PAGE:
Search Results

Number of Results: 128

C

C.O.D.

CADMIUM

CALCITE

CALCIUM

CALCIUM OXIDE

CALIBRATION

CALIGUS ELONGATUS

CALIGUS FLEXISPINA

CANCER

CANNIBALISM

CANNULA

CANNULATION

CANTHAXANTHIN

CAPILLARY

CAPILLARY ACTION

CARBOHYDRATE

CARBON CYCLE

CARBON DIOXIDE (CO<sub>2</sub>)

CARBON FILTER

CARBONATE

CARCINOGENIC

CARCINOMA

CARDIAC MYOPATHY SYNDROME

CARDIAC PUNCTURE

CARNIVOROUS

CAROFUR

CAROTENOIDS

CARRAGEENIN

CARRIER

CARRIER STATE

CARTILAGE

CARTILAGINOUS FISH

CASCADE

CATABOLISM

CATALYST

CATARACT

CATECHOLAMINE

CATHETER

CATHETERIZATION

CAUDAL PEDUNCLE

CAULIFLOWER DISEASE

CAUSATIVE AGENT

CAUSE-SPECIFIC MORTALITY RATE

CELL MEDIATED IMMUNITY

CELLULAR IMMUNE RESPONSE

CENTRIFUGE

CERCARIUM

CEROID

CESTODA

CHANNEL CATFISH VIRUS DISEASE (CCVD)

CHELA

CHELIPED

CHEMICAL FILTRATION

CHEMICAL OXYGEN DEMAND (COD)

CHEMOTHERAPY

CHILODONELLA

CHITIN

CHLAMYS

CHLORAMINES

CHLORAMPHENICOL

CHLORINATION

CHLORINE

CHLOROPHYLL

CHLORTETRACYCLINE

CHOLANGITIS

CHOLESTEROL

CHOLINE

CHROMAFFIN TISSUE

CHROMATOPHORES

CHROMATOSIS

CHRONIC

CHRONIC INFECTION

CIRRHOSIS

CLAM

CLEANER FISHES

CLEAR WATER METHOD

CLEARANCE TIME

CLINICAL

CLINICAL INFECTION

CLOSED (-CYCLE) SYSTEM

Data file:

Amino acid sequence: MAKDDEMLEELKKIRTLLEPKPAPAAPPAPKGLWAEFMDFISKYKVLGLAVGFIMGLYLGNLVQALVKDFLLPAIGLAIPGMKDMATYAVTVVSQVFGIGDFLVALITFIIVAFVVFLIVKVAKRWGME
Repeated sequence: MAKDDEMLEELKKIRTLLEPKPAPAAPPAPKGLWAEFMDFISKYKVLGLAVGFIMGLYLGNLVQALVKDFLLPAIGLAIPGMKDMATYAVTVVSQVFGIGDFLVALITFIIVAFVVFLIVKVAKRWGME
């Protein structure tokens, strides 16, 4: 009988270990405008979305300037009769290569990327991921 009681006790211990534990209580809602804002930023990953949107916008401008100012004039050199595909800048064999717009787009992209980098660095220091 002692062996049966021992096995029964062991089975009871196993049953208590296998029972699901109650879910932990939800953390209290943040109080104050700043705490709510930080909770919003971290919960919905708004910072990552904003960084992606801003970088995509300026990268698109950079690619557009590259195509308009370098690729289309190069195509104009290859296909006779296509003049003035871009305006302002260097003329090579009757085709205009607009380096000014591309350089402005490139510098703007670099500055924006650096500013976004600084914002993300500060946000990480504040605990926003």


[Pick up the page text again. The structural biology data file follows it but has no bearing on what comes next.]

CLOTTING FACTOR

COAGULATION

COBALT

COCCIDIA

COCCIDOSIS

CODE OF PRACTICE

COLDWATER DISEASE

COLDWATER VIBRIOSIS

COLUMNARIS DISEASE

COMBUSTION

COMMUNICABLE DISEASE

COMPETITION

CONCENTRATION

CONCENTRATION RESPONSE CURVE

CONGENITAL

CONGESTION

CONSUMER

CONTAGIOUS DISEASE

CONTAGIOUSNESS

CONTAINMENT

CONTROL

COPEPODS

COPPER (Cu)

CORNEA

CORPUSCLE

CORPUSCLES OF STANNIUS

CORTISOL

COSTIASIS

COTTON WOOL DISEASE

COUNTERSTAIN

CRAB

CRASSOSTREA

CRAYFISH

CRITICAL THERMAL MAXIMUM (CTM)

CROSS INFECTION

CRUSTACEANS

CRYPTOCOTYLE

CTENOPHARYNGODON IDELLA

CULTCH

CUPPED OYSTER (Crassostrea )

CYANOBACTERIA

CYANOHAEMOGLOBIN

CYPRINIDS

CYST

CYTOPATHIC

CYTOPATHOLOGY

CYTOPLASM

a

b

c

d

e

f

g

h

i

j

k

l

m

n

o

p

q

r

s

t

u

v

w

x

y

z

CONCENTRATION

Definition

The quality of a specified substance in a given amount of the medium throughout which it is distributed. Several units are currently used to describe the concentrations of substances in water. Frequently, the weight of the substance contained within 1 litre is used in a weight/volume ratio (e.g. mg/l). Such units are often used interchangeably with ratios such as parts per million (ppm; e.g. 1mg of a substance in 1 litre, i.e. 1000g, of pure water = 1 ppm). Care should be taken, however, as these latter units are volume/volume or weight/weight. Parts per billion (ppb) may also be encountered but, because of the different interpretations of billion in various countries, this unit may be somewhat confusing. Weight/volume or volume/volume ratios may be converted into percentages (e.g. a 1% w/v solution = 1g of a substance in 100 ml). In addition concentration is often expressed as a number of atoms or molecules of a substance in a given volume. The standard unit is the mole that is equivalent to Avogadro¬´s number (6.02x1023 ) of atoms or molecules. In practical terms, the weight (in g) of 1 mole of atoms or molecules is given by the atomic or molecular weight of a substance and concentration expressed as mol/l.

English French Spanish Greek Norwegian Polish Hungarian Turkish Galician